When SAF forces invaded the Blue Nile, SP ordered the evacuation of all its personnel, but Dr. Atar refused to leave his post – hanging on for two months until Kurmuk was completely overrun by SAF. Dr. Atar was there alone until the enemy was literally at the gate and his escape was miraculous. During our visit with Dr. Atar, he shared with us the story of how he made his retreat through the bush performing surgeries under trees by tying bedsheets between them- saving many lives along the way but also watching many other innocent civilians die. It is no wonder Dr. Atar is the most highly regarded southerner among the Blue Nile people, who know him as both a servant and a hero.
When he finally escaped to Maban in November, 2011, Dr. Atar was immediately called to take up the position at Bunj to serve the host community as well as the Blue Nile refugees. His Christian witness is leading many Funj Muslims to Christ.
After our time in Maban, we boarded our AIM AIR charter and traveled due west to an adjacent refugee community in South Sudan – Yida. Yida is located in Unity State and along the North-South border. It has become the gateway from the Nuba Mountains into South Sudan and is now home to more than 68,000 Nuba refugees. There are more than two dozen churches serving this community. Approximately 30% of the Nuba identify themselves as Christian, making it home to Sudan’s largest Christian population.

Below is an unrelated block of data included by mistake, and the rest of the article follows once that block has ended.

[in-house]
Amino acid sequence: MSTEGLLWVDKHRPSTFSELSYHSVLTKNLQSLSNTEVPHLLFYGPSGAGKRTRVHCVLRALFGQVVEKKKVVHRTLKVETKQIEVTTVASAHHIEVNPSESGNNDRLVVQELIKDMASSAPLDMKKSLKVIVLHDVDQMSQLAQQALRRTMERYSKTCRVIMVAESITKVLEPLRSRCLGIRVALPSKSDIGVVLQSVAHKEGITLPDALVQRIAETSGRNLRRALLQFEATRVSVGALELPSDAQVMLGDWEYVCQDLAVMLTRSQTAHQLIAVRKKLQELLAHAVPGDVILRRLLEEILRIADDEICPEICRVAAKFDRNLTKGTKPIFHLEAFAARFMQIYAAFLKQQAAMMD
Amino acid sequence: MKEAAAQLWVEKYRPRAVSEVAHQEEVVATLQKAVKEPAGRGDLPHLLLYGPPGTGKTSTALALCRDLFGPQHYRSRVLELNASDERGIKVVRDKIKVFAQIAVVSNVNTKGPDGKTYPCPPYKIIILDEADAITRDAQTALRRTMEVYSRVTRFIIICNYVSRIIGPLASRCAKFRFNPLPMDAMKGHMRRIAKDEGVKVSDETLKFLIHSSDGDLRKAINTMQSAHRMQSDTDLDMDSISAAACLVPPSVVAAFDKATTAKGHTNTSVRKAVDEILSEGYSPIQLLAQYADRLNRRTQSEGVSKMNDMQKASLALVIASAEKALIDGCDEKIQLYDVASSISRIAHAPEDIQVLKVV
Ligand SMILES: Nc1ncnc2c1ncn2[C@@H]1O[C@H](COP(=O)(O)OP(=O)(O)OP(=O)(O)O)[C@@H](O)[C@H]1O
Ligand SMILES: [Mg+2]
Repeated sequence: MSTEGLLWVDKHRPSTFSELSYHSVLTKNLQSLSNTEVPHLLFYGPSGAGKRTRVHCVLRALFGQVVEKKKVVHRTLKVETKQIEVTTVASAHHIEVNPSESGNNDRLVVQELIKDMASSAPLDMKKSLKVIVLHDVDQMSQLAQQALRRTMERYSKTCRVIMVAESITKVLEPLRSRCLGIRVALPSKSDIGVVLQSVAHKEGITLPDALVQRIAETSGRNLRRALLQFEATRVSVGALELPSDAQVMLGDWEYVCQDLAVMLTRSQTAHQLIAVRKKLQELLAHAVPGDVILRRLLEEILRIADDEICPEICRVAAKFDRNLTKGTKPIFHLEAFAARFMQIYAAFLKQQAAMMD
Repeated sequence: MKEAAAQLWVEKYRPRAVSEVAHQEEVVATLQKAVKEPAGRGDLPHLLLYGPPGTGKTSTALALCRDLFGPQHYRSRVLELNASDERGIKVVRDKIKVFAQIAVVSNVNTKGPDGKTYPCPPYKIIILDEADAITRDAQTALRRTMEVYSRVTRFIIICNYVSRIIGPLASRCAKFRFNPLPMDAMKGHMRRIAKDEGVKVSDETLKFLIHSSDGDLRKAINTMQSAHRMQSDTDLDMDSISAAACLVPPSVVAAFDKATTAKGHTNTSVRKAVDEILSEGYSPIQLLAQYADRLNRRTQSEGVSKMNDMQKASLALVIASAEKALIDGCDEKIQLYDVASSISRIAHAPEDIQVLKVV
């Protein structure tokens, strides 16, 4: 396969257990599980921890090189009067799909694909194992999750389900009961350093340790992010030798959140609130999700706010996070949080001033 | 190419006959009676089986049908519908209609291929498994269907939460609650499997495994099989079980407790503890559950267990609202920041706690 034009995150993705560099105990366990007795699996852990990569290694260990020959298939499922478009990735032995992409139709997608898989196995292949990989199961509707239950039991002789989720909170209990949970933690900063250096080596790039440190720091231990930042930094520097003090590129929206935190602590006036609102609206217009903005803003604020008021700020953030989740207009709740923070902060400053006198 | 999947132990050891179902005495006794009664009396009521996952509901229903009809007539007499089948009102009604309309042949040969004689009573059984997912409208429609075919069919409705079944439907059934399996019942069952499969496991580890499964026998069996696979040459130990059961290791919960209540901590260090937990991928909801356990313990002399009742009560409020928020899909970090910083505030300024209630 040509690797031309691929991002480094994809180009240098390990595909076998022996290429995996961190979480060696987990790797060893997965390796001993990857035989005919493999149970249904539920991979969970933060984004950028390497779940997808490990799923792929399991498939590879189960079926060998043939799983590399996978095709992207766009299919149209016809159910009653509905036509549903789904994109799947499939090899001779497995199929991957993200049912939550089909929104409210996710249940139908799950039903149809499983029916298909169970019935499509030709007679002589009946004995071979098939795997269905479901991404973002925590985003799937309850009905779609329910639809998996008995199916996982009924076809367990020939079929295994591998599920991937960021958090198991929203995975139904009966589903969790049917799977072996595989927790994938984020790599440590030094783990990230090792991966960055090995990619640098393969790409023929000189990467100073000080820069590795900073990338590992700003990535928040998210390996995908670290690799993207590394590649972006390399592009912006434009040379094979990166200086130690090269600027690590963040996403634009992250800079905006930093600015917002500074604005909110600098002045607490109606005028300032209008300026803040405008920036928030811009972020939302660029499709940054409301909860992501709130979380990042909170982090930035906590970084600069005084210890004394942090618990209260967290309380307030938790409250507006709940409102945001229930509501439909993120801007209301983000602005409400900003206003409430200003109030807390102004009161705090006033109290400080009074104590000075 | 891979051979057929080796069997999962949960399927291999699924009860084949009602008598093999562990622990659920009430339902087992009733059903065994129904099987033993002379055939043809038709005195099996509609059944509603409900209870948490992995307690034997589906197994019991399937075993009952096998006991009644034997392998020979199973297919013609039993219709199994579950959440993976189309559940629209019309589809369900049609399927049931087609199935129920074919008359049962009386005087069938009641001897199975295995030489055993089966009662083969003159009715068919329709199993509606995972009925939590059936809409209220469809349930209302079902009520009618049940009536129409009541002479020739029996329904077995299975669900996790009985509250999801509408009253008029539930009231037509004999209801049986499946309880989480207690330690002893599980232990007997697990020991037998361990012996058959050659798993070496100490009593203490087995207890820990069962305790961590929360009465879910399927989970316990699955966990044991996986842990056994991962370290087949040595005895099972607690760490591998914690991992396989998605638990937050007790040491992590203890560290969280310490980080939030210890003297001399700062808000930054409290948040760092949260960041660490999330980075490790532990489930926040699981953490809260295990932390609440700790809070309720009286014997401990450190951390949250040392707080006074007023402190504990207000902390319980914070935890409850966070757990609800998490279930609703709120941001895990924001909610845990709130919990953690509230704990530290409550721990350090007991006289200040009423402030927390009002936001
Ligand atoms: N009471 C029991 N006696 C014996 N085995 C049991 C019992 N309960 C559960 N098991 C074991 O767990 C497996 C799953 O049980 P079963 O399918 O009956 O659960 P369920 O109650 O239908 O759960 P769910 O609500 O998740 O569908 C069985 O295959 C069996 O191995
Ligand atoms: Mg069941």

We recently completed a combined medical, blanket and action pack distribution for Voice of the Martyrs (VOM), so we took time to meet with representatives of the local church leaders to assess how the distribution went and find out what needs the church has at this time. One of the VOM team members shared a word of encouragement from John 14:
“Let not your hearts be troubled. You believe in God; believe also in me. In my Father’s house are many rooms. If it were not so, would I have told you that I go to prepare a place for you? And if I go and prepare a place for you, I will come again and will take you to myself, that where I am you may be also. And you know the way to where I am going.” Thomas said to him, “Lord, we do not know where you are going. How can we know the way?” Jesus said to him, “I am the way, and the truth, and the life. No one comes to the Father except through me.” (Vv. 1-6)